You’d be excused if you mistook a Hellephant Engine for Snuffleupagus, the charming but fictional pseudo-woolly mammoth from Sesame Street. The Hellephant, like Snuffleupagus, has never been sighted in the wild, leading many to believe it never existed. Of course, “Hellephant” refers to Mopar Performance’s all-aluminum 426-cubic-inch 1,000-hp Hemi crate engine.
The Hellephant Hemi crate engine, based on the Hellcat Hemi found in the ground-breaking 2015 Dodge SRT Hellcat Challenger, was unveiled to the public at the 2018 SEMA show, but unlike the Hellcat’s 707-hp Hemi (discussed in full here), it will not be offered in a production car.
Hellephant engine for a Supercharger
Mopar produced the Super Charger, a modified 1968 Dodge Charger with updated styling, wide Demon-inspired fender flares, Demon “Devil’s Pitchfork” wheels, and a roaring Hellephant crate engine, to show off their new creation.
If you look closely, you can see that the general proportions have been tweaked—very seductive, indeed. That car would eventually make a cameo appearance alongside the mayor of Muscleville, Bill Goldberg, at SoCalLX Spring Festival of LXs in Pomona in the spring of 2019. (See the gallery for examples.) The Super Charger concept is still one of Mopar’s most recognizable concepts, complete with an engine to match.
The Name of the Hellephant
The Hellephant is a mashup of the words “Hellcat” and “elephant” from Mopar history. We’re all familiar with the current Hellcat as the SRT production car with the 707-hp Hellcat Hemi, but what about the “elephant” part? The moniker for the second-generation Hemi was released in race-only form in 1964 and then as the Street Hemi in 1966. It was given the term “elephant engine” because of its enormous size, weight, and ground-pounding force. The “Hellephant” seemed logical for the finest crate engine ever created. Where did they all go, though?
Where Have All The Hellephants Gone?
In over two years, we haven’t heard anything about the Hellephant from Mopar Performance. During that time, FCA was renamed Stellantis, and Mopar Performance was renamed Direct Connection, but the shift was put on hold when a global pandemic halted life in general. Instead of ramping up production on the Hellephant, Mopar Performance introduced the Hellcrate Redeye crate, a quick grab from the SRT Redeye passenger-car assembly line with “only” 807 horsepower.
On your marks, get set, and place your order!
We jumped at the bait, and who wouldn’t? The Hellcrate Redeye (except the Hellephant) has 807 horsepower, making it the world’s most powerful pump-gas crate engine. (I’ll get to that later.) So, what went wrong? According to Motor1, too much tension in the timing chain assembly caused a malfunction, which required a manufacturing delay over a year after the crate engine’s debut.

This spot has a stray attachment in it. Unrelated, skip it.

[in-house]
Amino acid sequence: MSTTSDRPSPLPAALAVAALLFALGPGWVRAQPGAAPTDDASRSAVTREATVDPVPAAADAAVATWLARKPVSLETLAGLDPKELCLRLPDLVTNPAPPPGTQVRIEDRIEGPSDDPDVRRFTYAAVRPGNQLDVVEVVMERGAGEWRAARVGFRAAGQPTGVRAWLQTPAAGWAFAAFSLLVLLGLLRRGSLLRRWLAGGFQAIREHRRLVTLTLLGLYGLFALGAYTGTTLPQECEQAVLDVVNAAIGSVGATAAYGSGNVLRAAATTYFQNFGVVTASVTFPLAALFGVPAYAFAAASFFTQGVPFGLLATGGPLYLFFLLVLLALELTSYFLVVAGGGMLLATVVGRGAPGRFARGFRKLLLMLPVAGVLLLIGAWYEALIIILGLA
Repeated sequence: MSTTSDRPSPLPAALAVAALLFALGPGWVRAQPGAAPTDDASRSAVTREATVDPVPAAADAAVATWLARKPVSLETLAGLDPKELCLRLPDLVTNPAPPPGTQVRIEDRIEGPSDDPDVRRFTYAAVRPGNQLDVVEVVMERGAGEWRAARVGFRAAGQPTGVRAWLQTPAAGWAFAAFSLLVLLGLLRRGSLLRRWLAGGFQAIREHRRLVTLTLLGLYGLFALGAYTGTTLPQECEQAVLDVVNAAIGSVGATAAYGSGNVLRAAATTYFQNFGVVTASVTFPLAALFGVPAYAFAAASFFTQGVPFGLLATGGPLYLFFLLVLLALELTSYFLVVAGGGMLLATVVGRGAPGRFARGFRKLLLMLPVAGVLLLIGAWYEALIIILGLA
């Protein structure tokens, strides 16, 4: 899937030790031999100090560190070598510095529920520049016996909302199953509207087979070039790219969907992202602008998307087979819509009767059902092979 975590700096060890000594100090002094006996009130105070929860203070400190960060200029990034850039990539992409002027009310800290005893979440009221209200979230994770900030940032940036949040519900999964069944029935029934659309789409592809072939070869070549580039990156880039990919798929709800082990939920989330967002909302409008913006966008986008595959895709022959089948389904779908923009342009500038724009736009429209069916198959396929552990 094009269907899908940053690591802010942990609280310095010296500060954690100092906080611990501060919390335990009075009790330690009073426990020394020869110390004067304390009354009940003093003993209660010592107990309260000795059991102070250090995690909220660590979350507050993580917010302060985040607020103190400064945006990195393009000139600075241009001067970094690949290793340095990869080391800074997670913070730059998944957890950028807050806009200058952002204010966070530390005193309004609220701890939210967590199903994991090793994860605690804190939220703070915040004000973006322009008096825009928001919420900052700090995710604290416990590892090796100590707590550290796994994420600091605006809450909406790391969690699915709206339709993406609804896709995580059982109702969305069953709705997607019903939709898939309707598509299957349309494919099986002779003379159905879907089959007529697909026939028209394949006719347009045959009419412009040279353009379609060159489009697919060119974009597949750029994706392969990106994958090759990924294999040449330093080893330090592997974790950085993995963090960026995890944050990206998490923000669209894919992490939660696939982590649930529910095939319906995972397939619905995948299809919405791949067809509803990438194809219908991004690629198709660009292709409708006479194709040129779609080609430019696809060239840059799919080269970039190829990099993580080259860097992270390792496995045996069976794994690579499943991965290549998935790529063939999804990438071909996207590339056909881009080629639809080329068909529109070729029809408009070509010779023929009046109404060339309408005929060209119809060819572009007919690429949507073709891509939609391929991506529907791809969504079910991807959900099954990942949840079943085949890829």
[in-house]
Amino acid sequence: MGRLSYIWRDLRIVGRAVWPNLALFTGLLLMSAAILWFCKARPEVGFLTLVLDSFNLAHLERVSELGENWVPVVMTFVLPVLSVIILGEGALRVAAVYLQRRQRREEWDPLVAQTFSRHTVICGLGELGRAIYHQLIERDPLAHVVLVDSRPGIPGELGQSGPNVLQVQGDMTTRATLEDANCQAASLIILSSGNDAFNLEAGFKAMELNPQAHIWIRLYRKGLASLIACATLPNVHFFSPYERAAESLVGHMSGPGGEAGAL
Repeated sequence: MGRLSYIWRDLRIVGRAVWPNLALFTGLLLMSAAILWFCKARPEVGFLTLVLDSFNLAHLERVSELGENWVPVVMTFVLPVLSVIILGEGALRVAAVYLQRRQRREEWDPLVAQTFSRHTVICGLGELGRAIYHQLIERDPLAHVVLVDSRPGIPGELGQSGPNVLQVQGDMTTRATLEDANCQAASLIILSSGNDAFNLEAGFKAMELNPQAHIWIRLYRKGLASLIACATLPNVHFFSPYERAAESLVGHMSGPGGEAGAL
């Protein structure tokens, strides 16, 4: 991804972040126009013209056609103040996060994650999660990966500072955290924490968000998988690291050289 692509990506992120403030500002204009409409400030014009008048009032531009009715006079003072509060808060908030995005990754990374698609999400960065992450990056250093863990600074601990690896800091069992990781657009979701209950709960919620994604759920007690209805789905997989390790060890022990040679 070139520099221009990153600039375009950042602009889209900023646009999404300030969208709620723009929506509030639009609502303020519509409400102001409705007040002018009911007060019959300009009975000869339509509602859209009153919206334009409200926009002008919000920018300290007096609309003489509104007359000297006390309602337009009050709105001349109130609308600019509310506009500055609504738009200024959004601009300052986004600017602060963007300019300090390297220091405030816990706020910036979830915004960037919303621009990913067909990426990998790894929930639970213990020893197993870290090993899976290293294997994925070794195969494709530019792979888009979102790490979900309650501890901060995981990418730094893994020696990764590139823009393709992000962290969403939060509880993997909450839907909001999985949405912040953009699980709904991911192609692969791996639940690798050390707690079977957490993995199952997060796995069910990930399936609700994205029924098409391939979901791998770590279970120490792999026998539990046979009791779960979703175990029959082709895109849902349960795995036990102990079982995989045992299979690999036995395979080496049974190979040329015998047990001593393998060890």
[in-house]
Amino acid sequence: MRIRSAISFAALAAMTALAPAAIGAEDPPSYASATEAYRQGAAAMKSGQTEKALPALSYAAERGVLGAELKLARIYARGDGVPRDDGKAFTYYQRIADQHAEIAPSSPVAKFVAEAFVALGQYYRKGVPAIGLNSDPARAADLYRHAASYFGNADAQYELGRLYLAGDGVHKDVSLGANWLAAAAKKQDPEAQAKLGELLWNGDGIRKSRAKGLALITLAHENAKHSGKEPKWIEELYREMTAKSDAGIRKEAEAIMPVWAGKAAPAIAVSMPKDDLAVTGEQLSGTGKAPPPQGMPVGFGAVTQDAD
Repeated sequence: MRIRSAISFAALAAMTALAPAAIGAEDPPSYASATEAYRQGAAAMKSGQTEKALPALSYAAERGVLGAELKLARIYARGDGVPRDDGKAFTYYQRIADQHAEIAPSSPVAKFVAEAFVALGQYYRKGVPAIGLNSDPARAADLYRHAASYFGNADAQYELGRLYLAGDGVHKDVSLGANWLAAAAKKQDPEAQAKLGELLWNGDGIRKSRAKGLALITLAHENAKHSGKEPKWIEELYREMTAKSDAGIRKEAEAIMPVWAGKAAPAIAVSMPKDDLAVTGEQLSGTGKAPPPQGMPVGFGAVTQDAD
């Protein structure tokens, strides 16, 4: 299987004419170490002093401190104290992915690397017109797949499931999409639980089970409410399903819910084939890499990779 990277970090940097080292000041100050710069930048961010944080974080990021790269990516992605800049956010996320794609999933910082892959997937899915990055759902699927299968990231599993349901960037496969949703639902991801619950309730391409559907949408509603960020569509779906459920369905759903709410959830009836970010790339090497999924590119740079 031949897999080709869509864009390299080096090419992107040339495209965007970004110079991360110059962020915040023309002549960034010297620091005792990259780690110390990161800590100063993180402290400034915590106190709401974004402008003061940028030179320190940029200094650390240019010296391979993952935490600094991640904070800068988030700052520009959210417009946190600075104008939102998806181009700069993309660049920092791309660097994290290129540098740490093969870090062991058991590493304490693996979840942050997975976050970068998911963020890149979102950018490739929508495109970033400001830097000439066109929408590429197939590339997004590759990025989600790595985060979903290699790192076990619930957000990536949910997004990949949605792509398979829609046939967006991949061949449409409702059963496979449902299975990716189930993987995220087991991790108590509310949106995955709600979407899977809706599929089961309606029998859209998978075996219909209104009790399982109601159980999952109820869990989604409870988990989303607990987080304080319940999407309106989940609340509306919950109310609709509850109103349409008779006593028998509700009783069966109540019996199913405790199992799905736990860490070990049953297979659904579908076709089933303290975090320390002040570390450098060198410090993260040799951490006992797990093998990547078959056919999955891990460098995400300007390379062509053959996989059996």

The 1,000-hp crate engine, on the other hand, could only be specifically ordered starting April 26, 2019 (Hemi day, get it? ), and order banks were closed within 48 hours. To get one, you had to be aware of it ahead of time, have $30 grand in your pocket, and hit the “buy it now” button rapidly before they all sold out. Then you had to wait 14 months for it.
Hellephants have been spotted, On YouTube,
The trail then stayed quiet until the summer of 2020, when recordings of real Hellephant crate engines began to appear on YouTube. The shop vloggers at Demonology fitted and dynoed a Hellephant crate engine in a 2018 Dodge Demon (944 rear-wheel hp), and then the irrepressible Dennis Collins of Fast ‘n’ Loud fame offered a pair of Hellephant crate engines for sale to the highest bidder here. Demonology’s initial quarter-mile test, which generated the best e.t. of 9.27 / 150 at New Jersey’s Atco Raceway, stood out among the usual crop of Hellephant unboxing videos.
The Power Of 1,000 HP And Then Some
The Hellephant crate engine, based on what we’re seeing on the Demonology dyno and quarter-mile drag testing, is closer to 1,200hp, a number that we’re sure will excite Mopar fans but not so much Chevy and Ford fans. We can praise Mopar Performance for some clever design work on the all-aluminum crate Hemi.
Still, some of the credit goes to Tool Engineering International (TEI), a company we haven’t mentioned previously. The engine block for the Hellcat and Hellcat Redeye crate engines is cast iron, but the 426ci Hellephant’s TEI-sourced aluminum block is shared with the new limited-edition 2021 Drag Pak Challenger we told you about here.
We’d like to see more Hellephant crate engines appear on a more regular basis, and there are reports that a second production run is in the works. Everyone understands that a Hellephant engine isn’t a commodity like a 5.7L or 392 Hemi; it’s a halo product for a halo brand. More goods on the street are required for that marketing strategy to work as intended.
With only roughly 100 Hellephants left, each one is a one-of-a-kind brand ambassador, and with a global epidemic in the works, more production volume may be required to get the word out.
Don’t you think so? (We’d love to hear from you if you already have a Hellephant crate engine installed.) Send a couple of nice images to john email@example.com with the subject line “Hellephant Crate Engine.”